Rio de Janeiro will host the 2016 Olympic Games after US President Barack Obama's emotional plea for his adopted home town Chicago failed to clinch it.
The mere presence of world's most powerful man was ample indication of the seriousness of the affair and in the end, Rio de Janeiro pipped Madrid, Tokyo and Chicago as Olympic Games, for the first time, headed for South America.
Not that it was a cakewalk.
Honolulu-born Obama himself was here to bolster Chicago's bid, defying criticism of his political adversaries who were quick to remind that health care, the Afghanistan war and the financial meltdown should have been the President's priority.
Obama, however, looked unperturbed and the lone agenda during his five-hour trip of the Danish capital was to wax eloquence on why the Games should go to Chicago.
"I never really had any roots until I came to Chicago and discovered this most American of cities. It is a rich tapestry of neighbourhoods. If you choose us we walk this path together," he said.
First lady Michelle Obama had not left any stone unturned either.
A Chicago native, she had been camping here since Wednesday, attending meetings after meetings to ensure there was no last-minute slip-up.
"You cannot take any vote for granted. Nobody makes the decision until they're sitting there," she insisted. More
"We would use these Games as a vehicle for reaching out to the world. It would usher in a new era of international engagement," Michelles promised.
But all came to a naught as odds-on favourite Chicago received a royal snub to crash out of the race in the very first round of voting.
Like Chicago, Tokyo could not be blamed for not trying enough either.
Following Obama, Japan Prime Minister Yukio Hatoyama made an impressive presentation, articulating why it was important from an environmental point of view to allow Tokyo to host a green Olympics.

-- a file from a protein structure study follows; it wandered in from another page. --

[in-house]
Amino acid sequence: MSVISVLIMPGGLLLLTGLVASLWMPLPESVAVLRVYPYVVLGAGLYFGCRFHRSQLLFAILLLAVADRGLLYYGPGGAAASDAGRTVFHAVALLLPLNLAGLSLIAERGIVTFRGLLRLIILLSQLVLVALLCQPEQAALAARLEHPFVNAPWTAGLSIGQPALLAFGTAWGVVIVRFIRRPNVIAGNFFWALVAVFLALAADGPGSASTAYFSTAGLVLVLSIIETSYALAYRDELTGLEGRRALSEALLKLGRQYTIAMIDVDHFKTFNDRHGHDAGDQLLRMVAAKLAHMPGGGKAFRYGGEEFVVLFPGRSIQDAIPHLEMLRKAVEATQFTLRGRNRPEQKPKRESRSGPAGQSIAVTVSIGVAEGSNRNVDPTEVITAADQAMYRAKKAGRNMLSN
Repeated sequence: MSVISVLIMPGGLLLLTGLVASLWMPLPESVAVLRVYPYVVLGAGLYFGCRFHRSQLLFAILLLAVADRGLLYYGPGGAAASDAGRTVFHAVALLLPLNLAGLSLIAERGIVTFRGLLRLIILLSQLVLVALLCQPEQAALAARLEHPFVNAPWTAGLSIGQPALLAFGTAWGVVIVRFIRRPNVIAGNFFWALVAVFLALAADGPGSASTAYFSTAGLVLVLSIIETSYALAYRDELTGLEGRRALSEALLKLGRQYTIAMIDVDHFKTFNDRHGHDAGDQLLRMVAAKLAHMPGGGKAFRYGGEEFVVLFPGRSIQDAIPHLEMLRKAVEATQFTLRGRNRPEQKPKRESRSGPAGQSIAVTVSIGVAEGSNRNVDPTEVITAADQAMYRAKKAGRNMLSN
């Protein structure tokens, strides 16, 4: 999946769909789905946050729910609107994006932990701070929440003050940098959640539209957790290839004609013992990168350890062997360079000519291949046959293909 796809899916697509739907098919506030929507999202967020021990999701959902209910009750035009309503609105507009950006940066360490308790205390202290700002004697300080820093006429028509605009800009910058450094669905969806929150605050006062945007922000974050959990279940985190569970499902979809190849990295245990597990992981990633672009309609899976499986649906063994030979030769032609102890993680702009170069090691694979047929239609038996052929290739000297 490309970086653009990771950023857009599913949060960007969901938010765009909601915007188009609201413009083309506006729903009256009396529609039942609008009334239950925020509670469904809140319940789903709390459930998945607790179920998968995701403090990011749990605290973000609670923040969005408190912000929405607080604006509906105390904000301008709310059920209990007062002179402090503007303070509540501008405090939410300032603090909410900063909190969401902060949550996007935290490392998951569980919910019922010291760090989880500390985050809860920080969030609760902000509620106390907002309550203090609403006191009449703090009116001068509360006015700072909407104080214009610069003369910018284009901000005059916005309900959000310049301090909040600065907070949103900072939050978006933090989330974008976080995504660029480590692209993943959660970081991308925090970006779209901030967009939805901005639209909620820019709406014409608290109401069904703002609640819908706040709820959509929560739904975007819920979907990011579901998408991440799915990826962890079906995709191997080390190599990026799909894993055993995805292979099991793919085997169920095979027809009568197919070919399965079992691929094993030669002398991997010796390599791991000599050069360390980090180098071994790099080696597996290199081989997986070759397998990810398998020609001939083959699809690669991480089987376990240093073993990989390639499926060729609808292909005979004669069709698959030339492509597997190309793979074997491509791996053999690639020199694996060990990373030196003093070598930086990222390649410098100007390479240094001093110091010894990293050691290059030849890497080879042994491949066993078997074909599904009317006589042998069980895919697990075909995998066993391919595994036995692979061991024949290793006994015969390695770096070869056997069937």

Besides, of the four cities in the fray, only Tokyo has a previous experience of hosting an Olympics (in 1964), he pointed out.
Buttressing Tokyo's case, governor Shintaro Ishihara said, "I saw in 1964 how sport transformed Japan. Fifty years later I still believe in sport's power to change things for the better."
But much to his disappointment, Tokyo fell by the wayside after the second round of voting, leaving the fight to Rio de Janeiro and Madrid.
Spanish Prime Minister Jose Luis Rodriguez Zapatero spearheaded Madrid's bid to become the first Spanish city to host the Games after Barcelona held it in 1992.
The Spanish delegation included the 89-year-old former IOC President Juan Antonio Samaranch, who made a passionate appeal, watched by Spain King Juan Carlos and Real Madrid captain Raul.
But Rio de Janeiro had the last laugh.
Like Obama, Brazil President Luiz Inacio Lula Da Silva took the onus on himself to convince the 95 eligible International Olympic Committee (IOC) voters to bring the Games to South America for the first time.
"I honestly believe it is Brazil's time," he said.
"Brazil is the only one of the top 10 economies in the world not to have hosted the Olympics. Give us this chance and you won't regret it," pleaded the Brazil President as soccer legend Pele looked on.
Brazil had chosen former FIFA President Joao Havelange to open Rio de Janeiro's presentation and the 93-year-old longest serving IOC member made an appeal seeped in emotion.
"I have a dream of seeing history made in 2016 with the first Games in South America. I invite you all in 2016 to my city in new Brazil for my 100th birthday," Havelange said.
"Rio is the city of my birth, where I began my journey from where I witnessed history.
"At the 1936 Berlin Games of Jessie Owens, in 1952 in Helsinki where new nations appeared for the first time. Then as an IOC member I've witnessed memorable Games in places like Tokyo, Los Angeles and Beijing.
"I ask you to join me and make this dream of bringing the Games to Rio in 2016 come through," he said. PTI